Movie Review: ‘Hector and the Search for Happiness’

Hector and the Search for Happiness Review
Rosamund Pike and Simon Pegg in Relativity Media’s ‘HECTOR AND THE SEARCH FOR HAPPINESS’ (Photo ©2014 Egoli Tossell Film/ Co-Produktionsgesellschaft “Hector 1” GmbH & Co. KG/.Happiness Productions Inc./ Wild Bunch Germany)

A word of warning. I may get a little deep here with my review of Hector and the Search for Happiness. I may get a bit introspective. Dare I say it? I may get real.

Or … I won’t.

Based on a novel by François Lelord, the movie is about the titular Hector as one might expect (played by Simon Pegg). And yes, he does indeed go on a search for happiness. That’s because Hector’s a psychologist who has let routine and the comfort of predictability numb his appreciation and awareness of the life going on around him. His inner child has become little more than a recurring dream highlighting his fears and insecurities.

So, leaving his OCD but loving girlfriend (Rosamund Pike) in London, Hector sets off on a global walkabout … well, he mostly flies from there to there … but that’s not important right now. He’s looking to see what makes people happy and has determined that visiting China, Africa, and Los Angeles will do it. Along the way, he’ll touch base with a long lost friend and the girl that got away, while also meeting a rich businessman, a beautiful lady of the night, a tech-savvy monk, a friendly mother with a delicious recipe for sweet potato stew, and a drug kingpin. I’m not sure I’ve ever seen a vacation package quite so rich.

Oddly enough, taking it all in, I was immediately struck with the similarities between this and a somewhat forgotten and perhaps besmirched Jim Carrey movie, Yes Man. Essentially, both men are stuck in place and only by saying ‘yes’ to the opportunities presented to them do they reignite their passion for life and prioritize the things that really matter. With that said, Carrey’s movie was a much more straightforward comedy, and Hector’s tale is more of an Eat Pray Love that isn’t targeted solely at the female gender.

But don’t take that broad comparison the wrong way (unless you liked Eat Pray Love … which is possible I suppose). As is so often the case with Pegg’s roles on-screen, he’s a bit of an underdog and someone the audience so dearly wants to see claim victory in the end. And much like Cuban Fury was a lovely showcase for the many talents of Nick Frost earlier this year, Simon Pegg gets to show a nice amount of range for himself here. Neither actor’s abilities are surprising to myself, as a longtime fan of their work both together and apart, but it’s nice to see them getting to do more than be the sidekick and let other people try to steal the spotlight for a change.

If there is a negative for this movie that doesn’t have to do with keeping one’s cynicism at bay, it’s my problems with Pike’s acting, as I’ve probably mentioned in nearly every review of a movie she’s been featured. I just have trouble believing her characters when she’s asked to exhibit sadness or fear. Her comedy works fine but the drama just always seems to lack something for me. However, pretty much everyone else in the movie does a wonderful job and the quirkiness to Pike’s character helps to mitigate the issues I seem to have (and that others may not).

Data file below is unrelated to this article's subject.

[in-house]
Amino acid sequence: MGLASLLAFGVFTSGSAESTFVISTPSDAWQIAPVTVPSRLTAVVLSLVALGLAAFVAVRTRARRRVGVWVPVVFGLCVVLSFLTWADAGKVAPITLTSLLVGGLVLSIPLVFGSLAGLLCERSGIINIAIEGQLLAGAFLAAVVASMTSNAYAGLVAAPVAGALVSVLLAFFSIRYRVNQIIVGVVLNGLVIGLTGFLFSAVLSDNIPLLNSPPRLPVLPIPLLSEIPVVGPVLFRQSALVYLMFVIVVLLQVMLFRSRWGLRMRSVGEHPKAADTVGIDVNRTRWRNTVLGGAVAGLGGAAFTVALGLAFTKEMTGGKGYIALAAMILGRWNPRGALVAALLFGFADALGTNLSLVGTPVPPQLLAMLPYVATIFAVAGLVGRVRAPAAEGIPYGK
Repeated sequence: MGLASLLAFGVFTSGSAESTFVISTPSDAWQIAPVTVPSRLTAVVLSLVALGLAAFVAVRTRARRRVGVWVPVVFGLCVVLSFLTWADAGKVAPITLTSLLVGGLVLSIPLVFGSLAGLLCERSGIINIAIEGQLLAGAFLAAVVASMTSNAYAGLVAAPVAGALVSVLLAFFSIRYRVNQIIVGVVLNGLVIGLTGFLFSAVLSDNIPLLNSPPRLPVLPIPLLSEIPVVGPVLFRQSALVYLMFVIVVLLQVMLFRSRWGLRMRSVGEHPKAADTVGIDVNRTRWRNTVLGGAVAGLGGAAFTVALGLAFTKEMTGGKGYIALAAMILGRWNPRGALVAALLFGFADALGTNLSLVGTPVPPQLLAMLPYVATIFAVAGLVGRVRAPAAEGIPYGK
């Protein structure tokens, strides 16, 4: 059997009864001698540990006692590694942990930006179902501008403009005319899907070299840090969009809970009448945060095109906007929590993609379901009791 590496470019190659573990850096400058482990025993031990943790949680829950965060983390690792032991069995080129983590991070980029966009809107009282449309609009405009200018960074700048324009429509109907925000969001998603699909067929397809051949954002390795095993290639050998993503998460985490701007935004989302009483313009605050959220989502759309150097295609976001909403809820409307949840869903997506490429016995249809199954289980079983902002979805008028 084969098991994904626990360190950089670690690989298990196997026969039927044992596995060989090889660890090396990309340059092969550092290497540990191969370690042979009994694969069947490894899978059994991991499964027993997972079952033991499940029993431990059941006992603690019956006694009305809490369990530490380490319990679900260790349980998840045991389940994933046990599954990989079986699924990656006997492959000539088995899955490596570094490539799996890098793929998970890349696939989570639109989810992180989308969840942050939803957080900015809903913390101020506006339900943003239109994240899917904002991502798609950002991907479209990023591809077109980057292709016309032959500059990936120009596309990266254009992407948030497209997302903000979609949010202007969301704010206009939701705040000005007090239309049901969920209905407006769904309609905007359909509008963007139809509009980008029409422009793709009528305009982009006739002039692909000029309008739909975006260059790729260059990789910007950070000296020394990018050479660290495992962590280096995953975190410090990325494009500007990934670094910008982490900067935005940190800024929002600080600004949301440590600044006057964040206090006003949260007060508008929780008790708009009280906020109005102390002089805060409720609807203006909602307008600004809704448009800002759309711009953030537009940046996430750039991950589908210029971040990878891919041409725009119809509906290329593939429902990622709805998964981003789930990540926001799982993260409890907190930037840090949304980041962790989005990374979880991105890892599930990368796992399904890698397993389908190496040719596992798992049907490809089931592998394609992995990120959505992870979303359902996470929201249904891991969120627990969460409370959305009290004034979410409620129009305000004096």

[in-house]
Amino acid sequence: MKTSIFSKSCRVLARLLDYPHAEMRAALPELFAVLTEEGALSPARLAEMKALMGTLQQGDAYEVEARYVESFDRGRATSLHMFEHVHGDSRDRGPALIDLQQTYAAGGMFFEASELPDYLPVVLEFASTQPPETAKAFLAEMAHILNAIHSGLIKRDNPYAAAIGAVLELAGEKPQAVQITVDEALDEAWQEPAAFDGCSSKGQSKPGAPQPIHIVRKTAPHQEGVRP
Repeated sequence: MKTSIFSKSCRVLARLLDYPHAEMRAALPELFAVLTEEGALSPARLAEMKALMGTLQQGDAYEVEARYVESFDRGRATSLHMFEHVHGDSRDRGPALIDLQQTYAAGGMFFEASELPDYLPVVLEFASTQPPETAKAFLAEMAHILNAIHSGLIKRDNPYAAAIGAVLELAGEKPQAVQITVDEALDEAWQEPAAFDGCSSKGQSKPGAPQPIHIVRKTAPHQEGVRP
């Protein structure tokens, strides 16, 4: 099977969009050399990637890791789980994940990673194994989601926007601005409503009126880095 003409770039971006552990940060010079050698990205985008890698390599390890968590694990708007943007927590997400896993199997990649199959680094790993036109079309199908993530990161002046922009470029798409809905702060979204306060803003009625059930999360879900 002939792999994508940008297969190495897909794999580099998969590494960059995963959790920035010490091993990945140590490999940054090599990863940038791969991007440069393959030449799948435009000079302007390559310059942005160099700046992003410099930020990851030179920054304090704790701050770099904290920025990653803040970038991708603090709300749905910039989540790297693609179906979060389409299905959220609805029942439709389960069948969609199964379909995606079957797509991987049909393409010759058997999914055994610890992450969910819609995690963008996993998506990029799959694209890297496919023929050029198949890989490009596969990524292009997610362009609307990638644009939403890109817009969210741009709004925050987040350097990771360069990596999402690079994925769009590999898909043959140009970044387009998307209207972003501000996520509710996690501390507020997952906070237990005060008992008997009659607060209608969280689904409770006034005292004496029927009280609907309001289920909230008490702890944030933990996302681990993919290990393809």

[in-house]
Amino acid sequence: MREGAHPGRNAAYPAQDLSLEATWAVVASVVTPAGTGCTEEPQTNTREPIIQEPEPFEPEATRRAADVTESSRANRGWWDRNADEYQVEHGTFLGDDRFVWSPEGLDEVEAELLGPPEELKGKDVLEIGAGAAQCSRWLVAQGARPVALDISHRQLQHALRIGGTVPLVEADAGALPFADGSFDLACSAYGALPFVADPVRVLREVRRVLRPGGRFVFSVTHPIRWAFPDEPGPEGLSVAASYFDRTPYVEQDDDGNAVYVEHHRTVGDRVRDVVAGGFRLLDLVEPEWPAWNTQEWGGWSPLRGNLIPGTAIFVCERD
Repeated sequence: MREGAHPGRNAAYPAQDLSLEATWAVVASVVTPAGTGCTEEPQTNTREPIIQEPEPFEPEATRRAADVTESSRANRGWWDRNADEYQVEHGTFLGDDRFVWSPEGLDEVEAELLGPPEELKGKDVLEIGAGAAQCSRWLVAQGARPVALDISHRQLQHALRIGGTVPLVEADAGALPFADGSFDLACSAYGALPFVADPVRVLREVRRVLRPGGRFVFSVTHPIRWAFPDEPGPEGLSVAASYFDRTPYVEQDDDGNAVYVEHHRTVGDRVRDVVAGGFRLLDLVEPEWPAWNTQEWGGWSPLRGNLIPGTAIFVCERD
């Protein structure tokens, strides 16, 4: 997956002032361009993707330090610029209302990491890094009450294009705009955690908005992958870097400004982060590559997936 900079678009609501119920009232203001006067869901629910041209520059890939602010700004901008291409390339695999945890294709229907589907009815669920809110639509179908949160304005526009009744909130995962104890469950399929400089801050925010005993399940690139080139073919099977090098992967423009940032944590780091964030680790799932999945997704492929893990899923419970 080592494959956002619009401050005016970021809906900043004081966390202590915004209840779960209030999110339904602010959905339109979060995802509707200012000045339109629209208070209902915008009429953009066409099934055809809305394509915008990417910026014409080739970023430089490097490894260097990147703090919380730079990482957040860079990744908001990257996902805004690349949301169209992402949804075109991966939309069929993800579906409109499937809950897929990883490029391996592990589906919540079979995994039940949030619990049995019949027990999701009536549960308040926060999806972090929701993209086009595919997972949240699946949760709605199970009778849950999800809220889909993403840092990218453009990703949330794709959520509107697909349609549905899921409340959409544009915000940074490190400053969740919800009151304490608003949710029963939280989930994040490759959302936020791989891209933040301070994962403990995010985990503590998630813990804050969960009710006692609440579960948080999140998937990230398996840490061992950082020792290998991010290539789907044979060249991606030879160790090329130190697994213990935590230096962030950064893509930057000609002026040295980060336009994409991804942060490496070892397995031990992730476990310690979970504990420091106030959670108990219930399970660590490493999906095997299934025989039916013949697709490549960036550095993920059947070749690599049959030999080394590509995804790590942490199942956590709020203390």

Also working in the movie’s favor are some inventive and amusing fantasy sequences, reminiscent of the work of Michel Gondry or last year’s The Secret Life of Walter Mitty. It would have been nice to have a few more of these sequences in the latter half of the film but as Hector starts to put the pieces of his life together, it does make sense that the frequency of these moments begins to wane.


Back to that introspective, deep talk I referenced earlier, I could understand that some people may have some trouble getting through sections of the movie. Hector’s journey will take him from insane heights to frightening lows. And for people who are too cynical to let events unfold in a neat, far from coincidental manner without ripping their hair out, I could understand their frustration. There’s a lot on display that one must take with a grain of salt and let the underlying lessons speak louder than the literal sequences and connections that occur.

And for whatever reason, while I am normally the harbinger of doom and lover of all things melancholy, 2014 has been a year of hope in cinema for me. Despite their clear moments and undertones of sadness, when you look at films like The Fault in Our Stars, Begin Again, and Hector and the Search for Happiness, they’re all actually about appreciating life and finding your joy (ugh, I just said ‘finding your joy’). Yet, despite the earnest optimism that is a common thread among those films, they are quite possibly my three favorites of the year so far.

Maybe my mid-life crisis is starting early. Who knows? But in a sea of mediocre fare, I would hope that, for once, American audiences will turn out for a Simon Pegg film that isn’t onboard the Enterprise or starring Tom Cruise. Yes, this one’s predictable and requires a good amount of disbelief but every once in a while it’s good to just let go and simply enjoy a good movie. If I can do it, so can you.

GRADE: B

Hector and the Search for Happiness is rated R for language and some brief nudity.

– Reviewed by Ian Forbes

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